Classical orchestras – a grand tradition

There are currently around 50 grand symphony orchestras in Germany – and about as many chamber and youth orchestras. The history of these ensembles goes back decades, if not centuries. Great composers, conductors and soloists have all contributed to the success of Germany's orchestras.

Düsseldorf Symphony Orchestra

The Düsseldorf Symphony Orchestra grew out of the municipal music association founded in 1818 and employed two great composers among its musical directors: Felix Mendelssohn and Robert Schumann. Today it resides at the Tonhalle as a concert orchestra and at the Deutsche Oper am Rhein as a theatre orchestra, but it has also performed as far away as China and Japan. The orchestra's current music director is Russian conductor Andrey Boreyko.

German Symphony Orchestra Berlin

The German Symphony Orchestra Berlin was founded in 1946 as the radio orchestra of RIAS, a West Berlin broadcasting station. It was financed by the USA until 1953 and from 1956 it also worked with Radio Free Berlin. The orchestra's first chief conductor, the Austrian Ferenc Fricsay, laid the foundations for the orchestra's very contemporary repertoire. Performing mainly in the Berlin Philharmonie, the German Symphony Orchestra Berlin has premiered works by many composers including György Ligeti and John Adams.

Hamburg Philharmonic

From its foundation in 1828, the Hamburg Philharmonic Concert Society was the city's musical powerhouse. After merging with the Hamburg Opera Orchestra in 1933, the Hamburg Philharmonic rose to international standing under chief conductors such as Eugen Jochum, Joseph Keilberth, Wolfgang Sawallisch and Ingo Metzmacher. Sergei Prokofiev and Igor Stravinsky appeared with the orchestra as guest conductors, and its calibre is reflected in contemporary premieres (e.g. Luigi Nono, Mauricio Kagel) and tours to many countries including Japan.

Hessen Radio Symphony Orchestra

The Frankfurt Radio Orchestra, which later became the Hessen Radio Symphony Orchestra, was established in 1929. Even in the early days, it was strongly committed to contemporary music, giving the first performance of works by Hindemith, Weill, Schoenberg, Strauss and Bartók, and resolutely continuing this tradition after the Second World War. Thanks to the orchestra's long-serving chief conductor Eliahu Inbal and his current successor Paavo Järvi, the music of Bruckner and Mahler has also been given great prominence in Frankfurt.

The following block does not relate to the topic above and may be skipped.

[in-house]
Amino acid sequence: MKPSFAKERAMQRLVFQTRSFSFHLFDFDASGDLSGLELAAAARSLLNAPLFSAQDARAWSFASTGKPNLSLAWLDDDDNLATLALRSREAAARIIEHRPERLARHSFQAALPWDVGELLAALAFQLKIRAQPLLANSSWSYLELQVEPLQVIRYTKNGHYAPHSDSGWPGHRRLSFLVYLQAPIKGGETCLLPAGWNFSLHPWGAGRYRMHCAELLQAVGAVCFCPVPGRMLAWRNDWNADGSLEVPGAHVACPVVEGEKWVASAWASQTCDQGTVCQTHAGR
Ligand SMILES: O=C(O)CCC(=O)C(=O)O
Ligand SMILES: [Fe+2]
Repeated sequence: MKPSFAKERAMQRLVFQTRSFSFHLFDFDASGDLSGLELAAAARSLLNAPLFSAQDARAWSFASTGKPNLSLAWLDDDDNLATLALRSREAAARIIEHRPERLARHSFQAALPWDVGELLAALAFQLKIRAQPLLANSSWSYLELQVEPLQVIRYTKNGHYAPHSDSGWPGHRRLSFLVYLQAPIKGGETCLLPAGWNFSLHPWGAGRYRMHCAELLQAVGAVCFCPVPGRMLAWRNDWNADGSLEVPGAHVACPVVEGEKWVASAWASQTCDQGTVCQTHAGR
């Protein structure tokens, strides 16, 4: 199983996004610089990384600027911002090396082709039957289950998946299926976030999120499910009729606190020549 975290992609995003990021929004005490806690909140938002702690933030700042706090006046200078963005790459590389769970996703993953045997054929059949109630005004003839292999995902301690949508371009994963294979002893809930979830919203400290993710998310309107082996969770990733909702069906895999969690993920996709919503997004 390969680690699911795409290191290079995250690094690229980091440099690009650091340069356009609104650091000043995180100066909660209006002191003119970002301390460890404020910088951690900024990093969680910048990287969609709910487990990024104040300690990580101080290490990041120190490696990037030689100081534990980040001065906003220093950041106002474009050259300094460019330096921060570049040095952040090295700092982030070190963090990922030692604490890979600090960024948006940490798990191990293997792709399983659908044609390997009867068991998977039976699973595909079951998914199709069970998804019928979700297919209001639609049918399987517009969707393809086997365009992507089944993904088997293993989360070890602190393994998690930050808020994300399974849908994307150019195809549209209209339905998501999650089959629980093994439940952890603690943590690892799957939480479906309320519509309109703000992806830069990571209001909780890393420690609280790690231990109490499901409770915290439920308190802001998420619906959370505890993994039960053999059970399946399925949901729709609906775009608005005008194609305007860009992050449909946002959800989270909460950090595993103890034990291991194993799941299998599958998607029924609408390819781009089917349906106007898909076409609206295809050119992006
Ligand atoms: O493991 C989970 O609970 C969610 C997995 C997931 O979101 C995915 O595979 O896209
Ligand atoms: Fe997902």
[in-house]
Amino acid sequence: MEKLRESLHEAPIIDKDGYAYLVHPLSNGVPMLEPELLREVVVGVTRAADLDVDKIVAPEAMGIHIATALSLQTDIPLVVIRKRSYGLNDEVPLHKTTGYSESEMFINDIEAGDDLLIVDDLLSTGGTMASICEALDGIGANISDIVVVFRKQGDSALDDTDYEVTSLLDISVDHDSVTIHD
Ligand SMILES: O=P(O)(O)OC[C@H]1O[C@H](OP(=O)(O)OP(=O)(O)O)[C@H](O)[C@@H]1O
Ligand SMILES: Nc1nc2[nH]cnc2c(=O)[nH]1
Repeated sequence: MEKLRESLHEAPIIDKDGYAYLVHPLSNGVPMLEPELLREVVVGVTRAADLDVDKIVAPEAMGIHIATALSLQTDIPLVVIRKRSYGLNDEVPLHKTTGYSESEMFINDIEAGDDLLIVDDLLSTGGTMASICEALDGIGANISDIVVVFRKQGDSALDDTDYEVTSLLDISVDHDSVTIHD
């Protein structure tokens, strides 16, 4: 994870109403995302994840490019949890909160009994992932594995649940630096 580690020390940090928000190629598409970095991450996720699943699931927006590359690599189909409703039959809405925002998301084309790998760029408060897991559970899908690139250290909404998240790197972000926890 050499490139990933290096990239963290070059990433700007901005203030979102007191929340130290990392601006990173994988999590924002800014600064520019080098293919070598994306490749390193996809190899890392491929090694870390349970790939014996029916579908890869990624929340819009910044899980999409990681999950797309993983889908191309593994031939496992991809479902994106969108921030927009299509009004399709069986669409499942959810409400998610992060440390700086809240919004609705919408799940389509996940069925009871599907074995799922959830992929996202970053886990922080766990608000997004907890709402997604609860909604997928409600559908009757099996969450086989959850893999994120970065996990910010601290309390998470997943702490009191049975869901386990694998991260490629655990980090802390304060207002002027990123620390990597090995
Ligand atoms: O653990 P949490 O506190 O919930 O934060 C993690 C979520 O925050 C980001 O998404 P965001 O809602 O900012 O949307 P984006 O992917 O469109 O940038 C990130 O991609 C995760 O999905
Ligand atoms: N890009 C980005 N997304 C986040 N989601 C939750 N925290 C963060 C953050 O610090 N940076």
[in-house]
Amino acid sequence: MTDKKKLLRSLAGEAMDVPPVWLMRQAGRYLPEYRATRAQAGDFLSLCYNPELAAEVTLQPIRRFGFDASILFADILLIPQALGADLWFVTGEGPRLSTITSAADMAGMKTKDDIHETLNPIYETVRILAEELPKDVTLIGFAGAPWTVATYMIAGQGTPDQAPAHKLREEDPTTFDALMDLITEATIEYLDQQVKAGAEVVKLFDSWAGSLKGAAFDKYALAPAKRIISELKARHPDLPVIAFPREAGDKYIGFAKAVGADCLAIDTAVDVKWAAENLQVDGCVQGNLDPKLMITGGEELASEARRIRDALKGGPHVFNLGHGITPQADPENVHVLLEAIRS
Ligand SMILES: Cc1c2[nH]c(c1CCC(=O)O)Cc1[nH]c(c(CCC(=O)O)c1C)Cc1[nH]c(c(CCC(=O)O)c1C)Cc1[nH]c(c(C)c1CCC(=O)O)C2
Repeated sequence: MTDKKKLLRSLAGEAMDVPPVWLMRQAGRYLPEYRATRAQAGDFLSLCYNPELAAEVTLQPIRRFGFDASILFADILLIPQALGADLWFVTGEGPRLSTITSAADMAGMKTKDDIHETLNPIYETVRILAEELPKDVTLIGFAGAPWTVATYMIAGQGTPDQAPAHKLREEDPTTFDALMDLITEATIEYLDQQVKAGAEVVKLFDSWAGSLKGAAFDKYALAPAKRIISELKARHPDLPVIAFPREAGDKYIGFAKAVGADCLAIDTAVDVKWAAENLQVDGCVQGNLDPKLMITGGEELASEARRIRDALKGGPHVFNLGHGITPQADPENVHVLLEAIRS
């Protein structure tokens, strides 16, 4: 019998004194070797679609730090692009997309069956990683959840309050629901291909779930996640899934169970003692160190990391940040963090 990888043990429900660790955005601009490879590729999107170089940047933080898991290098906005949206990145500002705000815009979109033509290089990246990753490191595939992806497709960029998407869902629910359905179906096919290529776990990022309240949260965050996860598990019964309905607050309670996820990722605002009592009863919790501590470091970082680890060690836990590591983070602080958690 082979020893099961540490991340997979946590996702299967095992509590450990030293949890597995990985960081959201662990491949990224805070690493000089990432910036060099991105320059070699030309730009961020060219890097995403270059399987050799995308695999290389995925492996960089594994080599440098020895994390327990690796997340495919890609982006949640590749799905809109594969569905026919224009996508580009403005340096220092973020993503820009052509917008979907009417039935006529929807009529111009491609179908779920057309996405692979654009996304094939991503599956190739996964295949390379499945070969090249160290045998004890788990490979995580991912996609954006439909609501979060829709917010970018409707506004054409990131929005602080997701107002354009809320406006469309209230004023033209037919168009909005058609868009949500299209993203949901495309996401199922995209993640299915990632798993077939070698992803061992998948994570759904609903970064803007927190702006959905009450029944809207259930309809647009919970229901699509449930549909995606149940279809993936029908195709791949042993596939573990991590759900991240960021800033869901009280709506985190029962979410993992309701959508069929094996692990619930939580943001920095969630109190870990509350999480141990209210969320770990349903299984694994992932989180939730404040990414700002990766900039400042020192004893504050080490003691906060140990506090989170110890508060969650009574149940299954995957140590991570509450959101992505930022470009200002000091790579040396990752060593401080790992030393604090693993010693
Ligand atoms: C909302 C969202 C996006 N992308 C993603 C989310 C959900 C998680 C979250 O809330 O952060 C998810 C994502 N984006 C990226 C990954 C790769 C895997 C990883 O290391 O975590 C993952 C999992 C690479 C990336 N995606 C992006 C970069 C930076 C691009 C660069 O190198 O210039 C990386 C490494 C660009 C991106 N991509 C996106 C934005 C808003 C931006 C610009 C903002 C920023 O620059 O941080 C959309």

Leipzig Gewandhaus Orchestra

The Leipzig Gewandhaus Orchestra is both the world's largest professional orchestra and Germany's oldest orchestra with civic rather than royal origins. It has performed with greats such as Mozart, Chopin, Schumann and Wagner, and premiered many symphonic works by composers from Beethoven to Schnittke. The orchestra's current kapellmeister , its 19th since the post was introduced in 1781, is the Italian conductor Riccardo Chailly.

MDR Symphony Orchestra

The orchestra was established in 1923 and began working with the recently launched local radio station the following year. In 1946 it became the MDR Radio Orchestra, one of whose functions was to play for the former East Germany's DEFA films. The orchestra has enjoyed a glittering history, performing premieres of works by Weill, Dessau, Penderecki and Stockhausen and receiving numerous awards for its recordings. Today the MDR Symphony Orchestra can be heard at the Gewandhaus concert hall, the MDR Summer of Music and around the city of Leipzig.

Munich Philharmonic

The Munich Philharmonic was founded in 1893. Its home until 1944 was its own concert hall on Türkenstrasse, where several Mahler and Bruckner premieres were performed. In 1985 the orchestra took up residence at the Philharmonie in the Gasteig – under famous chief conductors such as Sergiu Celibidache, James Levine, Christian Thielemann and (from 2012) Lorin Maazel. On many occasions the Munich Philharmonic has been Germany's official musical ambassador abroad.

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